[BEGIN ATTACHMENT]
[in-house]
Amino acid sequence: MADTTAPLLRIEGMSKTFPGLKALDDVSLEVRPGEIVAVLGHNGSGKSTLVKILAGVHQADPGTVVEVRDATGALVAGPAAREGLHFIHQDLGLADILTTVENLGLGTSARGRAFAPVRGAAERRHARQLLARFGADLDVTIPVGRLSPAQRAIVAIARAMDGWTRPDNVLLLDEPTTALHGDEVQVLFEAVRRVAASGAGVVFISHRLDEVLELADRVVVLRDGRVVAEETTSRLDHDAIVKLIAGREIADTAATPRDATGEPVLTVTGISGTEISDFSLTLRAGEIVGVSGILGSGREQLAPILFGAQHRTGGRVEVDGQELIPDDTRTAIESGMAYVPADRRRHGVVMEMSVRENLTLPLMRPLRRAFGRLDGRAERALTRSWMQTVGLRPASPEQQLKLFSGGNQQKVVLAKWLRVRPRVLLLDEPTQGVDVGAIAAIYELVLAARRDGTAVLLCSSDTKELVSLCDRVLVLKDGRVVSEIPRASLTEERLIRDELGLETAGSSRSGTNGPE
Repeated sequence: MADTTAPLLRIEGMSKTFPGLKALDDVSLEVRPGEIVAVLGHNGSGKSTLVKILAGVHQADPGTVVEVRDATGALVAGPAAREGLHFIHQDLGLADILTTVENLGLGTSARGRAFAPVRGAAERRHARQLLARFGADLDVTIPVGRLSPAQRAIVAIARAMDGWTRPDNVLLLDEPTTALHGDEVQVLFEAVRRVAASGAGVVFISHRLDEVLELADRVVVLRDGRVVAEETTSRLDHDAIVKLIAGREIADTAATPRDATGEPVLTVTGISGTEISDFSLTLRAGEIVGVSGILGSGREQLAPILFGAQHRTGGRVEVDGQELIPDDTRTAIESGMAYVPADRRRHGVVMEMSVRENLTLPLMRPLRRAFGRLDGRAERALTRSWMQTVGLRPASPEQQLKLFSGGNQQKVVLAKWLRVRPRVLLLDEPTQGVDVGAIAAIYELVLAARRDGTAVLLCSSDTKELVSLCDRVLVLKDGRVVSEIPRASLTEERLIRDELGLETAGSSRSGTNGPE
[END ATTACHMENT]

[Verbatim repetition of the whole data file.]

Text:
[in-house]
Amino acid sequence: MADTTAPLLRIEGMSKTFPGLKALDDVSLEVRPGEIVAVLGHNGSGKSTLVKILAGVHQADPGTVVEVRDATGALVAGPAAREGLHFIHQDLGLADILTTVENLGLGTSARGRAFAPVRGAAERRHARQLLARFGADLDVTIPVGRLSPAQRAIVAIARAMDGWTRPDNVLLLDEPTTALHGDEVQVLFEAVRRVAASGAGVVFISHRLDEVLELADRVVVLRDGRVVAEETTSRLDHDAIVKLIAGREIADTAATPRDATGEPVLTVTGISGTEISDFSLTLRAGEIVGVSGILGSGREQLAPILFGAQHRTGGRVEVDGQELIPDDTRTAIESGMAYVPADRRRHGVVMEMSVRENLTLPLMRPLRRAFGRLDGRAERALTRSWMQTVGLRPASPEQQLKLFSGGNQQKVVLAKWLRVRPRVLLLDEPTQGVDVGAIAAIYELVLAARRDGTAVLLCSSDTKELVSLCDRVLVLKDGRVVSEIPRASLTEERLIRDELGLETAGSSRSGTNGPE
Repeated sequence: MADTTAPLLRIEGMSKTFPGLKALDDVSLEVRPGEIVAVLGHNGSGKSTLVKILAGVHQADPGTVVEVRDATGALVAGPAAREGLHFIHQDLGLADILTTVENLGLGTSARGRAFAPVRGAAERRHARQLLARFGADLDVTIPVGRLSPAQRAIVAIARAMDGWTRPDNVLLLDEPTTALHGDEVQVLFEAVRRVAASGAGVVFISHRLDEVLELADRVVVLRDGRVVAEETTSRLDHDAIVKLIAGREIADTAATPRDATGEPVLTVTGISGTEISDFSLTLRAGEIVGVSGILGSGREQLAPILFGAQHRTGGRVEVDGQELIPDDTRTAIESGMAYVPADRRRHGVVMEMSVRENLTLPLMRPLRRAFGRLDGRAERALTRSWMQTVGLRPASPEQQLKLFSGGNQQKVVLAKWLRVRPRVLLLDEPTQGVDVGAIAAIYELVLAARRDGTAVLLCSSDTKELVSLCDRVLVLKDGRVVSEIPRASLTEERLIRDELGLETAGSSRSGTNGPE